The platinum facilitates a reaction of the methanol (CH3OH) with oxygen in the air (combustion, although not the dramatic flaming and explosive kind) to generate a couple of water molecules and some carbon dioxide plus a bunch of heat, and this is where the messy platinum coating is important, because messy means lots of surface area for the platinum to interact with as much methanol as possible. In just a second or two the temperature of the SMA wire skyrockets from 50 to 100 ºC and it expands, allowing the leaf spring about 0.1 mm of slack. As the leaf spring relaxes, the transmission moves the legs backwards and downwards, and the robot pulls itself forward about 1.2 mm. At the same time, the transmission is closing off the sliding vent, cutting off the supply of methanol vapor. Without the vapor reacting with the platinum and generating heat, in about a second and a half, the SMA wire cools down. As it does, it shrinks, pulling on the leaf spring and starting the cycle over again. Top speed is 0.76 mm/s (0.05 body-lengths per second).
An interesting environmental effect is that the speed of the robot can be enhanced by a gentle breeze. This is because air moving over the SMA wire cools it down a bit faster while also blowing away any residual methanol from around the vents, shutting down the reaction more completely. RoBeetle can carry more than its own body weight in fuel, and it takes approximately 155 minutes for a full tank of methanol to completely evaporate. It’s worth noting that despite the very high energy density of methanol, this is actually a stupendously inefficient way of powering a robot, with an estimated end-to-end efficiency of just 0.48 percent. Not 48 percent, mind you, but 0.48 percent, while in general, powering SMAs with electricity is much more efficient.
However, you have to look at the entire system that would be necessary to deliver that electricity, and for a robot as small as RoBeetle, the researchers say that it’s basically impossible. The lightest commercially available battery and power supply that would deliver enough juice to heat up an SMA actuator weighs about 800 mg, nearly 10 times the total weight of RoBeetle itself. From that perspective, RoBeetle’s efficiency is actually pretty good.
Comparison of various untethered microrobots and bioinspired soft robots that use different power and actuation strategies. Image: A. Kitterman/Science Robotics; adapted from R.L.T./MIT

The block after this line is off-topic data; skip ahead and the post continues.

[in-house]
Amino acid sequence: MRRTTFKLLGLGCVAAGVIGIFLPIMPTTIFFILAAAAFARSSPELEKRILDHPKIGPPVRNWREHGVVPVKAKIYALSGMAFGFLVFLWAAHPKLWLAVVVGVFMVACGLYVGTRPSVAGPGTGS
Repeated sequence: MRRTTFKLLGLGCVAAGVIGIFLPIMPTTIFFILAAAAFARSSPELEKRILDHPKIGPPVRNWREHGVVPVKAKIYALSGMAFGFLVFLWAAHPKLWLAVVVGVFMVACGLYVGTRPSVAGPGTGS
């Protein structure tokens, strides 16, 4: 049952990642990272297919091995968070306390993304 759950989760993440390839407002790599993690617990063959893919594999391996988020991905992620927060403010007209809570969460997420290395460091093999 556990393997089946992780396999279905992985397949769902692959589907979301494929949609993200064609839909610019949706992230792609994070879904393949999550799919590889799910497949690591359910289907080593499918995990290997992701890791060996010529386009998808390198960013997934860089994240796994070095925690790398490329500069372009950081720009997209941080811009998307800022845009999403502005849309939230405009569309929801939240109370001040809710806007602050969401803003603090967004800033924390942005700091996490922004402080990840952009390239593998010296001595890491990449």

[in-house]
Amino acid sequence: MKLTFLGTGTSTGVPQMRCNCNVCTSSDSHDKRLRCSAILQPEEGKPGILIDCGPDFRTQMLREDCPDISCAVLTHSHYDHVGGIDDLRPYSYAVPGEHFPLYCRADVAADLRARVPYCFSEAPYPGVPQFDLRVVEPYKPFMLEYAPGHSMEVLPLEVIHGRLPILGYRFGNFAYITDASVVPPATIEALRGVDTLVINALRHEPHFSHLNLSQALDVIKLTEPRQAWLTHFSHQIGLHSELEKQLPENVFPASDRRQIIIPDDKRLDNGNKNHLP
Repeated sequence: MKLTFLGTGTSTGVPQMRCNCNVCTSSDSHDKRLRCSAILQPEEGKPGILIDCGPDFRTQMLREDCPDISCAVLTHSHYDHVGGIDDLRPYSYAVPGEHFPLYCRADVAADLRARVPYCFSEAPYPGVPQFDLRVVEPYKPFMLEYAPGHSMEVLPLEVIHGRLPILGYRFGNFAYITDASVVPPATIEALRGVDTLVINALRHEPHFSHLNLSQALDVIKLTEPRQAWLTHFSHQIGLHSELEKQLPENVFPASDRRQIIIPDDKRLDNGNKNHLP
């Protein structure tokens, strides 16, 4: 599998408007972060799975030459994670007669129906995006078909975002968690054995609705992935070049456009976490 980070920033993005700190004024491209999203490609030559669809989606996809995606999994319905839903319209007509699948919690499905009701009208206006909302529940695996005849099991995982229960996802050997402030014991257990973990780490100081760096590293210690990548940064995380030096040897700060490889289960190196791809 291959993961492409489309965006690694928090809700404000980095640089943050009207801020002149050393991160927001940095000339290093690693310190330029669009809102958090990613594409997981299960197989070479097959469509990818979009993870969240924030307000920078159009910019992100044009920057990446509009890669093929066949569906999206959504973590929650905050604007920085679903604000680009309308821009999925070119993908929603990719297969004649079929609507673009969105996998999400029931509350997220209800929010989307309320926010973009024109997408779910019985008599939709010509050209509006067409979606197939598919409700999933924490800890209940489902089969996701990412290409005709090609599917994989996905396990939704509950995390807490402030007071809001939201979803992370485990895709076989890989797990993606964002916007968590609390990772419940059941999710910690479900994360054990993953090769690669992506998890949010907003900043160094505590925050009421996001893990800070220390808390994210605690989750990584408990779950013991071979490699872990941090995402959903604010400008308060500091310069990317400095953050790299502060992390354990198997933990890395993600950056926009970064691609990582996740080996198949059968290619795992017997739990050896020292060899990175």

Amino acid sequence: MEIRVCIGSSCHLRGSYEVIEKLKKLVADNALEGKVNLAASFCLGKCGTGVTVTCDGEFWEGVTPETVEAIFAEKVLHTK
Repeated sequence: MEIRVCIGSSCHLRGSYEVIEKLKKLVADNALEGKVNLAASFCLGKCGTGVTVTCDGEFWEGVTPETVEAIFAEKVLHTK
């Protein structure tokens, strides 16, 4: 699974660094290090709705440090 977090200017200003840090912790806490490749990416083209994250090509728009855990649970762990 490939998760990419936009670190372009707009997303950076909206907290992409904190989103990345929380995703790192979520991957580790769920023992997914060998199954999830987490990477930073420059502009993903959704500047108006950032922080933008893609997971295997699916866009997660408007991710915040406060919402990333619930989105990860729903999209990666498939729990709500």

There are some other downsides to RoBeetle we should mention—it can only move forwards, not backwards, and it can’t steer. Its speed isn’t adjustable, and once it starts walking, it’ll walk until it either breaks or runs out of fuel. The researchers have some ideas about the speed, at least, pointing out that increasing the speed of fuel delivery by using pressurized liquid fuels like butane or propane would increase the actuator output frequency. And the frequency, amplitude, and efficiency of the SMAs themselves can be massively increased “by arranging multiple fiber-like thin artificial muscles in hierarchical configurations similar to those observed in sarcomere-based animal muscle,” making RoBeetle even more beetle-like.
As for sensing, RoBeetle’s 230-mg payload is enough to carry passive sensors, but getting those sensors to usefully interact with the robot itself to enable any kind of autonomy remains a challenge. Mechanically intelligence is certainly possible, though, and we can imagine RoBeetle adopting some of the same sorts of systems that have been proposed for the clockwork rover that JPL wants to use for Venus exploration. The researchers also mention how RoBeetle could potentially serve as a model for microbots capable of aerial locomotion, which is something we’d very much like to see.
“An 88-milligram insect-scale autonomous crawling robot driven by a catalytic artificial muscle,” by Xiufeng Yang, Longlong Chang, and Néstor O. Pérez-Arancibia from University of Southern California, in Los Angeles, was published in Science Robotics.